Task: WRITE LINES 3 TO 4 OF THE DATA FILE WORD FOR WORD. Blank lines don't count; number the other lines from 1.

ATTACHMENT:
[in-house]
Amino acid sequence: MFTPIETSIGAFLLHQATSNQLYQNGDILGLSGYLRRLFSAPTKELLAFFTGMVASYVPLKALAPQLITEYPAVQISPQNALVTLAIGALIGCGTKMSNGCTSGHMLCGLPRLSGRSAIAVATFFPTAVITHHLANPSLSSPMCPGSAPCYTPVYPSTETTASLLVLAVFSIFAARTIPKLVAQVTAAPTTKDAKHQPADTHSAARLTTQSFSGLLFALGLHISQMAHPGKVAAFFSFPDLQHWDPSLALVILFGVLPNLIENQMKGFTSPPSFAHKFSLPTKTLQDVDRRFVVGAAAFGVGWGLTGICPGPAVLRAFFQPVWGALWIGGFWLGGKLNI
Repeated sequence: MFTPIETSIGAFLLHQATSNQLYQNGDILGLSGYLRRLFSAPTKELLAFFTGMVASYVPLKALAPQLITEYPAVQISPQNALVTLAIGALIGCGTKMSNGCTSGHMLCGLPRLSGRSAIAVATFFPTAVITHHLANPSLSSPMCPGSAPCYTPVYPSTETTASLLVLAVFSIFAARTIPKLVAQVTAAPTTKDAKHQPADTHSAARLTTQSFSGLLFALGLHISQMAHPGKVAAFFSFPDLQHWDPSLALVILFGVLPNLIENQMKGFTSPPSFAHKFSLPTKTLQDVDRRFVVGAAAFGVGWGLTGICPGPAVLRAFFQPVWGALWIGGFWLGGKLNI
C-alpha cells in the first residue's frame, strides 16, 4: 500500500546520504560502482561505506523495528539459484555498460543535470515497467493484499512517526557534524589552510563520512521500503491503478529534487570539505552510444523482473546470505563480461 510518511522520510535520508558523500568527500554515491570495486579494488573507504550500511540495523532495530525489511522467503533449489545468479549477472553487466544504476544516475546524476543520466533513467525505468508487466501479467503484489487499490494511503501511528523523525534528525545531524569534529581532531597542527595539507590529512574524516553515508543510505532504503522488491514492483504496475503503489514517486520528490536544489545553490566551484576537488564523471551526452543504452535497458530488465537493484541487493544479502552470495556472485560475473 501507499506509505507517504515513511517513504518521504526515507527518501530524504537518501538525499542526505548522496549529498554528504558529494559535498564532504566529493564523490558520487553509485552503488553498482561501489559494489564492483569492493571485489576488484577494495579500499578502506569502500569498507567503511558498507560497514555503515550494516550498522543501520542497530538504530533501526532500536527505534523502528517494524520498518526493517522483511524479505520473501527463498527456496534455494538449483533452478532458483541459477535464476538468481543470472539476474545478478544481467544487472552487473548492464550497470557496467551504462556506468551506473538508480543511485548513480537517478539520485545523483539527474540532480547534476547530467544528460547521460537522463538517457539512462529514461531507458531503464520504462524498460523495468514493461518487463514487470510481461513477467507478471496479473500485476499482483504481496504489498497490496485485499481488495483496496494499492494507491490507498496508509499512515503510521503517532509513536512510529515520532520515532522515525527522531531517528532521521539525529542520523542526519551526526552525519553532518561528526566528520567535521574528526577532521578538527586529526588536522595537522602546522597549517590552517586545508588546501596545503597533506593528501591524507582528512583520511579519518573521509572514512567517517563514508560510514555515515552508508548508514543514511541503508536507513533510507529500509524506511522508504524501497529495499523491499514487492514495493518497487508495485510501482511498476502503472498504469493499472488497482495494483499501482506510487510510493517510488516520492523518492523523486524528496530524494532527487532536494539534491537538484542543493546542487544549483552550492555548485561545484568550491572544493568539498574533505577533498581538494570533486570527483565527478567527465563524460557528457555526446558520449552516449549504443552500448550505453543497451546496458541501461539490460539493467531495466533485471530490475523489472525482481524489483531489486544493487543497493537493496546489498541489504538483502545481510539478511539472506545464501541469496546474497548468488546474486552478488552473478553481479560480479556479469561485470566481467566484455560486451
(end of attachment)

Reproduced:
Repeated sequence: MFTPIETSIGAFLLHQATSNQLYQNGDILGLSGYLRRLFSAPTKELLAFFTGMVASYVPLKALAPQLITEYPAVQISPQNALVTLAIGALIGCGTKMSNGCTSGHMLCGLPRLSGRSAIAVATFFPTAVITHHLANPSLSSPMCPGSAPCYTPVYPSTETTASLLVLAVFSIFAARTIPKLVAQVTAAPTTKDAKHQPADTHSAARLTTQSFSGLLFALGLHISQMAHPGKVAAFFSFPDLQHWDPSLALVILFGVLPNLIENQMKGFTSPPSFAHKFSLPTKTLQDVDRRFVVGAAAFGVGWGLTGICPGPAVLRAFFQPVWGALWIGGFWLGGKLNI
C-alpha cells in the first residue's frame, strides 16, 4: 500500500546520504560502482561505506523495528539459484555498460543535470515497467493484499512517526557534524589552510563520512521500503491503478529534487570539505552510444523482473546470505563480461 510518511522520510535520508558523500568527500554515491570495486579494488573507504550500511540495523532495530525489511522467503533449489545468479549477472553487466544504476544516475546524476543520466533513467525505468508487466501479467503484489487499490494511503501511528523523525534528525545531524569534529581532531597542527595539507590529512574524516553515508543510505532504503522488491514492483504496475503503489514517486520528490536544489545553490566551484576537488564523471551526452543504452535497458530488465537493484541487493544479502552470495556472485560475473 501507499506509505507517504515513511517513504518521504526515507527518501530524504537518501538525499542526505548522496549529498554528504558529494559535498564532504566529493564523490558520487553509485552503488553498482561501489559494489564492483569492493571485489576488484577494495579500499578502506569502500569498507567503511558498507560497514555503515550494516550498522543501520542497530538504530533501526532500536527505534523502528517494524520498518526493517522483511524479505520473501527463498527456496534455494538449483533452478532458483541459477535464476538468481543470472539476474545478478544481467544487472552487473548492464550497470557496467551504462556506468551506473538508480543511485548513480537517478539520485545523483539527474540532480547534476547530467544528460547521460537522463538517457539512462529514461531507458531503464520504462524498460523495468514493461518487463514487470510481461513477467507478471496479473500485476499482483504481496504489498497490496485485499481488495483496496494499492494507491490507498496508509499512515503510521503517532509513536512510529515520532520515532522515525527522531531517528532521521539525529542520523542526519551526526552525519553532518561528526566528520567535521574528526577532521578538527586529526588536522595537522602546522597549517590552517586545508588546501596545503597533506593528501591524507582528512583520511579519518573521509572514512567517517563514508560510514555515515552508508548508514543514511541503508536507513533510507529500509524506511522508504524501497529495499523491499514487492514495493518497487508495485510501482511498476502503472498504469493499472488497482495494483499501482506510487510510493517510488516520492523518492523523486524528496530524494532527487532536494539534491537538484542543493546542487544549483552550492555548485561545484568550491572544493568539498574533505577533498581538494570533486570527483565527478567527465563524460557528457555526446558520449552516449549504443552500448550505453543497451546496458541501461539490460539493467531495466533485471530490475523489472525482481524489483531489486544493487543497493537493496546489498541489504538483502545481510539478511539472506545464501541469496546474497548468488546474486552478488552473478553481479560480479556479469561485470566481467566484455560486451